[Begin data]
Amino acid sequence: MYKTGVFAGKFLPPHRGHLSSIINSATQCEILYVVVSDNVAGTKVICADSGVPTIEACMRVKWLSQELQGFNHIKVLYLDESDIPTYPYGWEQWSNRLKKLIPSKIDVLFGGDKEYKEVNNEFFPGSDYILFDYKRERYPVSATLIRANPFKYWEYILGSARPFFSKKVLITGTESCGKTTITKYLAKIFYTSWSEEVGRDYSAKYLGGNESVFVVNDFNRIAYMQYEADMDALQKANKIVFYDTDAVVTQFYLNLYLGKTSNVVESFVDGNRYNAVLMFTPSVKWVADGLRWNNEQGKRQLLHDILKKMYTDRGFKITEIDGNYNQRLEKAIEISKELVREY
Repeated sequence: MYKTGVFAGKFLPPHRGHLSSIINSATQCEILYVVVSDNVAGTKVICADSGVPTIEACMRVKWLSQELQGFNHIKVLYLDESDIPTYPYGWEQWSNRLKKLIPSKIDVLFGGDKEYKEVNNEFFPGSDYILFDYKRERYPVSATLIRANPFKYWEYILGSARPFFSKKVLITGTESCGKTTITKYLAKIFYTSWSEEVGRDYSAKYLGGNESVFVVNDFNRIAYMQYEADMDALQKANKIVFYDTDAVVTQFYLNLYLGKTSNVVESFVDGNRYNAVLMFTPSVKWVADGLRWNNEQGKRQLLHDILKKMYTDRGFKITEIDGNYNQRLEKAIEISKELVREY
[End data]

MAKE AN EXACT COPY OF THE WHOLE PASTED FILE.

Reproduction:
Amino acid sequence: MYKTGVFAGKFLPPHRGHLSSIINSATQCEILYVVVSDNVAGTKVICADSGVPTIEACMRVKWLSQELQGFNHIKVLYLDESDIPTYPYGWEQWSNRLKKLIPSKIDVLFGGDKEYKEVNNEFFPGSDYILFDYKRERYPVSATLIRANPFKYWEYILGSARPFFSKKVLITGTESCGKTTITKYLAKIFYTSWSEEVGRDYSAKYLGGNESVFVVNDFNRIAYMQYEADMDALQKANKIVFYDTDAVVTQFYLNLYLGKTSNVVESFVDGNRYNAVLMFTPSVKWVADGLRWNNEQGKRQLLHDILKKMYTDRGFKITEIDGNYNQRLEKAIEISKELVREY
Repeated sequence: MYKTGVFAGKFLPPHRGHLSSIINSATQCEILYVVVSDNVAGTKVICADSGVPTIEACMRVKWLSQELQGFNHIKVLYLDESDIPTYPYGWEQWSNRLKKLIPSKIDVLFGGDKEYKEVNNEFFPGSDYILFDYKRERYPVSATLIRANPFKYWEYILGSARPFFSKKVLITGTESCGKTTITKYLAKIFYTSWSEEVGRDYSAKYLGGNESVFVVNDFNRIAYMQYEADMDALQKANKIVFYDTDAVVTQFYLNLYLGKTSNVVESFVDGNRYNAVLMFTPSVKWVADGLRWNNEQGKRQLLHDILKKMYTDRGFKITEIDGNYNQRLEKAIEISKELVREY